Existing buildings are a key asset to the nation. There are over 5.6 million commercial buildings and 118 million housing units in the United States. The average age is 41.7 years old, but most are 15 years or older. The vast majority, both by number and square footage, are small (less than 50,000 square feet). Existing buildings, however, can become a drag on communities and the economy if they no longer meet the needs of today’s society. Policymakers, building tenants and owners are placing increased emphasis on the performance of buildings, including sustainability, health and resilience. The existing building stock must be prepared to respond.
In its 2018 report, Moving Forward: Findings and Recommendations from the Consultative Council, the National Institute of Building Sciences (NIBS) Consultative Council addresses ways to improve the performance of the nation’s existing building stock. The report — which goes to the President of the United States and the U.S. Congress — is intended to be a starting point for a much broader dialogue across the building industry and with policymakers, and offers a number of recommendations to move forward. The Consultative Council outlined efforts undertaken to date and looked at ways to address the challenges that still remain, including:
Financing and Incentives – While most building and home owners recognize the benefits that can happen when a building or home is upgraded, in almost every case, those changes require financing.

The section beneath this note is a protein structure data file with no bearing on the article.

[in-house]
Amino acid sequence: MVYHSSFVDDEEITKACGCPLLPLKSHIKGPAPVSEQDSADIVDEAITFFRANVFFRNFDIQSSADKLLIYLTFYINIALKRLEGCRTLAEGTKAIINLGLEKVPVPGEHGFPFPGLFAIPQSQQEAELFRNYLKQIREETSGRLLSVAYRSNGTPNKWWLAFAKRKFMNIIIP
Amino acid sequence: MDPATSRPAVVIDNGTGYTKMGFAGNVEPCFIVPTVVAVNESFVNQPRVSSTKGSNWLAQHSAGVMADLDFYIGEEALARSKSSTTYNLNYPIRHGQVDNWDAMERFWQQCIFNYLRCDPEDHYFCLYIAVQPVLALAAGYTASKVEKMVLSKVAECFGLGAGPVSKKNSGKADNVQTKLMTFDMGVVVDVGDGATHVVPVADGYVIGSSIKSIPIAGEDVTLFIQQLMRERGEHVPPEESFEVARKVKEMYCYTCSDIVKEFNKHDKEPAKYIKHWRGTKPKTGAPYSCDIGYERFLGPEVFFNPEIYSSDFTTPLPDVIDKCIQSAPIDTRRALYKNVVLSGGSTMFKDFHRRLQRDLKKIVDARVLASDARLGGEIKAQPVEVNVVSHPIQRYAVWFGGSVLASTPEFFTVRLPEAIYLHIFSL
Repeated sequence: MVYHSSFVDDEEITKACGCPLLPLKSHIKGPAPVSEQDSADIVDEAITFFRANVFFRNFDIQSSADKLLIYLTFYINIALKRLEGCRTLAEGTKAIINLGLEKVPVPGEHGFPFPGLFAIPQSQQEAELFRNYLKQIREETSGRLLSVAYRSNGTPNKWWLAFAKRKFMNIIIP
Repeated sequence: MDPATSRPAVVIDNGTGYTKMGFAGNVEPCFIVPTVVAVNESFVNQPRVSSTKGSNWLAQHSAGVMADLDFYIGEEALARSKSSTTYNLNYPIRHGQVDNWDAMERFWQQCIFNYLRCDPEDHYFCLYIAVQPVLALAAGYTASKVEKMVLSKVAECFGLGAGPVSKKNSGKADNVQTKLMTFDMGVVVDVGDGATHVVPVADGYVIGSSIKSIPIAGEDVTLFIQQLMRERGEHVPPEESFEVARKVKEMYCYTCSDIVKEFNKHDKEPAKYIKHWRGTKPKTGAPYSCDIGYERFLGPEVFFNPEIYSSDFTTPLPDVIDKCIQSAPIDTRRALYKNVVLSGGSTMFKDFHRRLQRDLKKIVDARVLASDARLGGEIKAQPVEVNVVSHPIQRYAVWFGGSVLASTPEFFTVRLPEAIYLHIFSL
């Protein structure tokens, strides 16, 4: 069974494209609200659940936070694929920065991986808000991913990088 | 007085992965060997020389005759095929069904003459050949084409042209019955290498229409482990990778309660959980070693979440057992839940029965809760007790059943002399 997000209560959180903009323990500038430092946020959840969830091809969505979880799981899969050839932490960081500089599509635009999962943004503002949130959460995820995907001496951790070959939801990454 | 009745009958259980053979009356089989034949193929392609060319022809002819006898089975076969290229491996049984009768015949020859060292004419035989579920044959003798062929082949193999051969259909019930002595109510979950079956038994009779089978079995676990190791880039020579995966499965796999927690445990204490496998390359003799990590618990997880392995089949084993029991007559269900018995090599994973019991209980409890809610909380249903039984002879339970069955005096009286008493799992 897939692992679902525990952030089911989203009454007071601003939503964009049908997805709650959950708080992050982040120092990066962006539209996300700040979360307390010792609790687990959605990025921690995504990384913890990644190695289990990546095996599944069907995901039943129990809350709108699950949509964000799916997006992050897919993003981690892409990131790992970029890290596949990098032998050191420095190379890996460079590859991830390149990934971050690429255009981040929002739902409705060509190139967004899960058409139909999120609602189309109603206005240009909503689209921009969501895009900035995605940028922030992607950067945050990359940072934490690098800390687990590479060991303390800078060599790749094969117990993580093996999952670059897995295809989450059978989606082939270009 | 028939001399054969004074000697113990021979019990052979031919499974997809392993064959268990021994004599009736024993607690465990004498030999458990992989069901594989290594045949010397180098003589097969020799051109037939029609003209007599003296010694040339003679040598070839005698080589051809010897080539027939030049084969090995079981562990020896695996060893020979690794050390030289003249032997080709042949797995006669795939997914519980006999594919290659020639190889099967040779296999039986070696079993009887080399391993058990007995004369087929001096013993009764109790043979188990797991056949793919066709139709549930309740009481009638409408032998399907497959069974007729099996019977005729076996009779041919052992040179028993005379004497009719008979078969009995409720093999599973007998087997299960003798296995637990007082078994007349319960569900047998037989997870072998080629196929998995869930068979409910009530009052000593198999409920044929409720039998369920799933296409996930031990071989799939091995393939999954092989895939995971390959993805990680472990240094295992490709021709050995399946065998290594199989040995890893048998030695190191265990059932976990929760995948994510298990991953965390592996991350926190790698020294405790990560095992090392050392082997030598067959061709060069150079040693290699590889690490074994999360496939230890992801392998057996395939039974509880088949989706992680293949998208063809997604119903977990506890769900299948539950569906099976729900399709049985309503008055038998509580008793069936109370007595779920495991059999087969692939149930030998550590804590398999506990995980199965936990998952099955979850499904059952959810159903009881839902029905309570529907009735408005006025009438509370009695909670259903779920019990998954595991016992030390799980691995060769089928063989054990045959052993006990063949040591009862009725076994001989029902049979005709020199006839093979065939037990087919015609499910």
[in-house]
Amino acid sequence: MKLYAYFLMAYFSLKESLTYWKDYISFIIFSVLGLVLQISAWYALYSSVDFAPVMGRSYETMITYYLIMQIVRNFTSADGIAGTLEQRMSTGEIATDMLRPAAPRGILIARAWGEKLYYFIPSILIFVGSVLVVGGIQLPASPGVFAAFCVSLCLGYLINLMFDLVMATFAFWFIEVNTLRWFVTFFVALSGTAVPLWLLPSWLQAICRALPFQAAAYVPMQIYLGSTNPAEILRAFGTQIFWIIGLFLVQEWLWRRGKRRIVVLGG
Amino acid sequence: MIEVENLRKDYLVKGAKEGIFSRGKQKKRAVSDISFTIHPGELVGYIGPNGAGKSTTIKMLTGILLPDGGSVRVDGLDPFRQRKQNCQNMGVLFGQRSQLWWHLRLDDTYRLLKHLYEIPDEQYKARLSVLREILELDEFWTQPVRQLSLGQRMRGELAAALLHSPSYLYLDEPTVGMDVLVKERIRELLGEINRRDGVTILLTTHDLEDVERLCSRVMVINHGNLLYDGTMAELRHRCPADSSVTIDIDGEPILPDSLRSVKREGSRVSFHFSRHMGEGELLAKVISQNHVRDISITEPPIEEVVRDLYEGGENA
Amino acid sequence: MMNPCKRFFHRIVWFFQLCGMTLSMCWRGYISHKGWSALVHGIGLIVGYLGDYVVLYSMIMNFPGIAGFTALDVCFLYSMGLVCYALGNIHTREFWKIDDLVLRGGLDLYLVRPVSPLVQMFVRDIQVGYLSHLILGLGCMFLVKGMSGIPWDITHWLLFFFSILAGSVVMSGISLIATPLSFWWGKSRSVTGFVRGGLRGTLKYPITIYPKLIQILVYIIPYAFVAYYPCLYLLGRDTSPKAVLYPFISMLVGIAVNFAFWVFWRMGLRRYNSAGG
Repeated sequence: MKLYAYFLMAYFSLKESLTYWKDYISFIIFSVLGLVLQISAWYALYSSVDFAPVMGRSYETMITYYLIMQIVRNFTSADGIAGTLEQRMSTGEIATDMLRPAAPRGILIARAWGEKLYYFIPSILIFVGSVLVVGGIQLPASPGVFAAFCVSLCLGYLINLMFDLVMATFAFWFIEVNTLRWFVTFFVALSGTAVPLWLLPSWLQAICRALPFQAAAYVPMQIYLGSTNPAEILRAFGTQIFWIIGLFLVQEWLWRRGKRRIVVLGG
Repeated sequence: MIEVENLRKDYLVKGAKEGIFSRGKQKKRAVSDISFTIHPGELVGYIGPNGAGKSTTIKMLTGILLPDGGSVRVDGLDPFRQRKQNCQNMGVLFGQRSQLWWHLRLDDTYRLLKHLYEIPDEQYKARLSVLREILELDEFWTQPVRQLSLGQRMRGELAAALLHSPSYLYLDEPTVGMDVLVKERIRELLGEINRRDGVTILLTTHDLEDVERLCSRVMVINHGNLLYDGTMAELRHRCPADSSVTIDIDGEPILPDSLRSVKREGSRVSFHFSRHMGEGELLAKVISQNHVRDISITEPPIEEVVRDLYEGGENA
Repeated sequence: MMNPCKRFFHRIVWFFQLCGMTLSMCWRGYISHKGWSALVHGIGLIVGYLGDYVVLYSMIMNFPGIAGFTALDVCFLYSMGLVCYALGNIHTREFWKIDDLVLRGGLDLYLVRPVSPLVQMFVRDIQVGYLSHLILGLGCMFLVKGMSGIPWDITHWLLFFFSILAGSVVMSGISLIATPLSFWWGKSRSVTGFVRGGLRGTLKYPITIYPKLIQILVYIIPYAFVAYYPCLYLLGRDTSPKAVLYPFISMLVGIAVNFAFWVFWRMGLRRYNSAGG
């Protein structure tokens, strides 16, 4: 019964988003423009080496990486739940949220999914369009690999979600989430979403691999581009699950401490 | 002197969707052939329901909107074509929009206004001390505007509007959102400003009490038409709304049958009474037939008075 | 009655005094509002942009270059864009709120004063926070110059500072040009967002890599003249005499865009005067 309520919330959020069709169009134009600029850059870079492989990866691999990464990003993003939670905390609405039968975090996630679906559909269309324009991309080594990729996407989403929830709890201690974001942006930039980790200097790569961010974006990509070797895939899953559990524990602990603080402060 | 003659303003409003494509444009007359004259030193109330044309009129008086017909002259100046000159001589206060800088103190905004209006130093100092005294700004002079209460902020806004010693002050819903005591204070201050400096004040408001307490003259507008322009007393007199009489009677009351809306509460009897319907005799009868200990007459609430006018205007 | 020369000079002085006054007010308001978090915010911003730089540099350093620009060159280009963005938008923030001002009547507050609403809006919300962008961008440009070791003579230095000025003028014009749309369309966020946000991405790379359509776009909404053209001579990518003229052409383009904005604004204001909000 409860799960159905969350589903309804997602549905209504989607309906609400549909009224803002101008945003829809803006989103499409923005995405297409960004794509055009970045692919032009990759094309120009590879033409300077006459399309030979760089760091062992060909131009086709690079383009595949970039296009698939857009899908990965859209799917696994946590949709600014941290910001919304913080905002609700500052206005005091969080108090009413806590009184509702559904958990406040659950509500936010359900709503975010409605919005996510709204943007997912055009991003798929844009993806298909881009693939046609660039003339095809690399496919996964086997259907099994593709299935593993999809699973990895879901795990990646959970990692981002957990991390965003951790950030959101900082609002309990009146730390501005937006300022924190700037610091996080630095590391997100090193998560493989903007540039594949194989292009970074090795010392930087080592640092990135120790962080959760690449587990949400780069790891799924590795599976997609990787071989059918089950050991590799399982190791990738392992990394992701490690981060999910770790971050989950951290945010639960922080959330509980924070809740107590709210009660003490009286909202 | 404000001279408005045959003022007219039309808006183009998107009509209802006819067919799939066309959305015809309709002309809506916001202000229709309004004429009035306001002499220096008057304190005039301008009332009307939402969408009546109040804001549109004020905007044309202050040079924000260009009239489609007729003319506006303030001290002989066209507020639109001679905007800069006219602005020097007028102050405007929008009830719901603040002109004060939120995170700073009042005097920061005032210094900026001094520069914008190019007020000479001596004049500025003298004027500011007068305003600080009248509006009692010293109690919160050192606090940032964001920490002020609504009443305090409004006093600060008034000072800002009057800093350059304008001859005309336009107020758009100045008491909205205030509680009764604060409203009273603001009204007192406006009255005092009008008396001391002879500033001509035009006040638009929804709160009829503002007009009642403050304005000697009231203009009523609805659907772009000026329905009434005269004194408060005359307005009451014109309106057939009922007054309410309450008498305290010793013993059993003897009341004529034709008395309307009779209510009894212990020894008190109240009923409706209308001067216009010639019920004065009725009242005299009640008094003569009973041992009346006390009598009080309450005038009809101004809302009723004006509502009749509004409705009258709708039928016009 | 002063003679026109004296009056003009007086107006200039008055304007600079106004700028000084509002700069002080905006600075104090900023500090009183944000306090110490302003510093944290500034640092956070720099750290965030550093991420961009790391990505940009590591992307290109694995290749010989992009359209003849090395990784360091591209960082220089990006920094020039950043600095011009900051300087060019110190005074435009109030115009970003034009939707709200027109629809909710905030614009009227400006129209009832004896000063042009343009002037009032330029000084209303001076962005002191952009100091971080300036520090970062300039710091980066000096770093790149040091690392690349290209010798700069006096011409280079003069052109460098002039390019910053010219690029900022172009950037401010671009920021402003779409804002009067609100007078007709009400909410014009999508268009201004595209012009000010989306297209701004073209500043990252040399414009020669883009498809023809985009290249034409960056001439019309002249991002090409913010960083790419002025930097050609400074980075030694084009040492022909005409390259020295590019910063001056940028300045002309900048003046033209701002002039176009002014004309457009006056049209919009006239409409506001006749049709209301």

Codes and Standards – In the United States, a number of codes and standards developing organizations publish documents that specifically relate to existing buildings and the challenges discussed in the report.
Materials and Waste – Existing buildings, both in their initial design and construction and in operations, have a significant influence on resource use.
Workforce – To effectively execute retrofit measures and the ongoing operations and maintenance of existing buildings, the nation requires a workforce with the necessary skills and abilities.
Information Resources and Market Drivers – Information is power. Improving the building stock and individual buildings requires information on their current status and a future state for which to strive.
The Consultative Council — a representative council of the nation’s building community that makes recommendations directly to the executive and legislative branches of government to improve our nation’s buildings and infrastructure — brings together representatives from leading organizations that represent all aspects of design, construction, operation and regulation to examine important issues before the industry. The Council is made up of key organizations representing various sectors of the building community, including standards and model code developing organizations such as the International Code Council, which is a member. Sara Yerkes, senior vice president of Government Relations at the International Code Council, served as chair and the Code Council’s representative on the Consultative Council.